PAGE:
Creatine Isn’t Just For Bodybuilders. Here’s Why We Need To Know About Creatine Deficiency
By Joy Stephenson-Laws, J.D., Founder
Creatine. It’s one of those nurients that many people know is important for bodybuilding. But although it is true that creatine is important for building muscle, there is much more to it.
Creatine is an amino acid that is mostly found in the body’s muscles. According to the National Institutes of Health (NIH), 95 percent of our creatine stores are in our skeletal muscle and five percent are distributed in the brain, liver, kidney and testes. We naturally produce about one gram of creatine per day and then the rest we can attain through diet and supplementation. Vegans and vegetarians tend to have lower levels of creatine, because it is abundant in red meat and seafood. Creatine supplements will usually provide levels of creatine far beyond what your body can produce or the amount in natural foods.
“Regardless of the form, supplementation with creatine has regularly shown to increase strength, fat free mass, and muscle morphology with concurrent heavy resistance training more than resistance training alone,” reports the NIH.
Creatine may also:
- Help treat brain disorders.
“In relation to the brain, creatine has been shown to have antioxidant properties, reduce mental fatigue, protect the brain from neurotoxicity, and improve facets/components of neurological disorders like depression and bipolar disorder,” reports the NIH.
“The combination of these benefits has made creatine a leading candidate in the fight against age-related diseases, such as Parkinson’s disease, Huntington’s disease, amyotrophic lateral sclerosis, long-term memory impairments associated with the progression of Alzheimer’s disease, and stroke.”
- Treat sarcopenia (age-related muscle loss).
Combined with resistance training, some studies have shown that creatine supplementation has a positive effect on aging muscle.
- Treat aging skin.
One study exhibited that topically applying creatine to the skin increased collagen synthesis. Furthermore, in vivo application of a formula containing creatine for just six weeks exhibited reduced cheek sagging intensity and a reduction in crow’s feet wrinkles.Creatine and genetic disorders.
But perhaps what is most powerful about creatine is that it may effectively treat people who have intellectual disabilities due to a genetic disorder which affects the way the body absorbs nutrients.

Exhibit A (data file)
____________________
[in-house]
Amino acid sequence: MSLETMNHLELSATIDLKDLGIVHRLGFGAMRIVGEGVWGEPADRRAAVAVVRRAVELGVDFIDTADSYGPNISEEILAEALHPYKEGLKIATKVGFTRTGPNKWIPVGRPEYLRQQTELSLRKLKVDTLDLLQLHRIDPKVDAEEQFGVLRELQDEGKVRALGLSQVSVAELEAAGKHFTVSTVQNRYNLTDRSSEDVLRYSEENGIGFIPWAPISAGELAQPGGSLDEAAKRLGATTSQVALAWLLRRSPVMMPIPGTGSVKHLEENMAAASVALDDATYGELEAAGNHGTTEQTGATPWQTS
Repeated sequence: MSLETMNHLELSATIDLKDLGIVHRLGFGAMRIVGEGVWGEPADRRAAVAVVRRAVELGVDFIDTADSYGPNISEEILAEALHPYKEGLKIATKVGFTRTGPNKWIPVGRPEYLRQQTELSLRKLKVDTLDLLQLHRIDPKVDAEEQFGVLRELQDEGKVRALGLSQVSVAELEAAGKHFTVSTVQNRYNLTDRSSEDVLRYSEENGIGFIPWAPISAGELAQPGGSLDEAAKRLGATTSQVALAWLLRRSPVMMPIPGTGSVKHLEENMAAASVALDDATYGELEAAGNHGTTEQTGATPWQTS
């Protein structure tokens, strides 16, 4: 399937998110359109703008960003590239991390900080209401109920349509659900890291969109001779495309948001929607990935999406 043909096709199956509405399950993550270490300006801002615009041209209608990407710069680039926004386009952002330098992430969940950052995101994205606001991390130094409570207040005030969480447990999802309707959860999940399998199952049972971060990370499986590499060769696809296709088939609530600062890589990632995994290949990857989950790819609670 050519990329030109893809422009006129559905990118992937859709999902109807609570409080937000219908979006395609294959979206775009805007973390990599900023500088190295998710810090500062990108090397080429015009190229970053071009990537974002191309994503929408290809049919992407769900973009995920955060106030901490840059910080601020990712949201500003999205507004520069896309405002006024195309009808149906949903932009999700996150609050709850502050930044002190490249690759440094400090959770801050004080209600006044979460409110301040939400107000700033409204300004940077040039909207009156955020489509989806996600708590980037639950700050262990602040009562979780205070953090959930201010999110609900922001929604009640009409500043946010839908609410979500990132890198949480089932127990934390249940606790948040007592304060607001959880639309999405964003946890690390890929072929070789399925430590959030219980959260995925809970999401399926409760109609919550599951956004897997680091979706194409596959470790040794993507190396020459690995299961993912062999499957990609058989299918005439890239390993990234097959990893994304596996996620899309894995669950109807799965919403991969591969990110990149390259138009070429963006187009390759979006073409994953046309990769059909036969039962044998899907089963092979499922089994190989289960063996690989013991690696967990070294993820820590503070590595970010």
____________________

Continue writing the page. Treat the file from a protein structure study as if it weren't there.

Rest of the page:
This is more serious than it sounds. An intellectual disability does not necessarily refer to a person being less smart than a person without a disability.
“Congenital genetic defects that cause metabolic disease are one important reason why some people are born with intellectual disability. The result is that the uptake and combustion of nutrients do not work normally,” according to one report.
“Untreated, such congenital diseases can cause intellectual disability. People can also become severely physically debilitated and eventually lose the ability to eat, talk and walk.”
As you can probably imagine, this greatly impacts the quality of life in a negative way and can lead to weight loss and extreme nutritional deficiencies and imbalances.
This report discusses the case of two Norweigan brothers both with the same genetic defect. Their conditions got worse as they became young adults and experienced symptoms such as difficulty chewing and swallowing. These brothers had bodies that were able to produce creatine, however, their bodies lacked the ability to transfer it properly in the body and get it to the brain.
“It is estimated that up to one percent of men with intellectual disability have a creatine deficiency,” according to the report mentioned earlier.
“Two genetic defects can cause creatine deficiency. For these patients, simply taking creatine supplements helps.”
But it wasn’t just any creatine supplement that did the job.
After much trial and error, the doctors working with the brothers found that a creatine supplement that contained betaine, a substance found in beets, was the most effective.
The brothers were able to walk normally again, their ability to eat improved and they were able to gain weight.
Many people who are born with genetic disorders and intellectual disabilities may not feel the effects until later on in life, which can make treatment difficult. Knowing that creatine may be a powerful treatment allows such people with these disorders to be proactive and talk to their doctor about the possibility of taking these supplements.
As always, it is imperative to discuss any supplements you are taking with a competent healthcare practitioner. It is also important to know that creatine supplements can be dangerous for people with kidney disorders or interact with high amounts of caffeine.
So as we can see, creatine is not just for bodybuilders. It may be a life-saving treatment for some.
Enjoy your healthy life!
Disclaimer: This article is not intended to provide medical advice. Please consult with your doctor or another competent healthcare practitioner to get specific medical advice for your situation.
The pH professional health care team includes recognized experts from a variety of health care and related disciplines, including physicians, attorneys, nutritionists, nurses and certified fitness instructors. This team also includes the members of the pH Medical Advisory Board, which constantly monitors all pH programs, products and services. To learn more about the pH Medical Advisory Board, click here.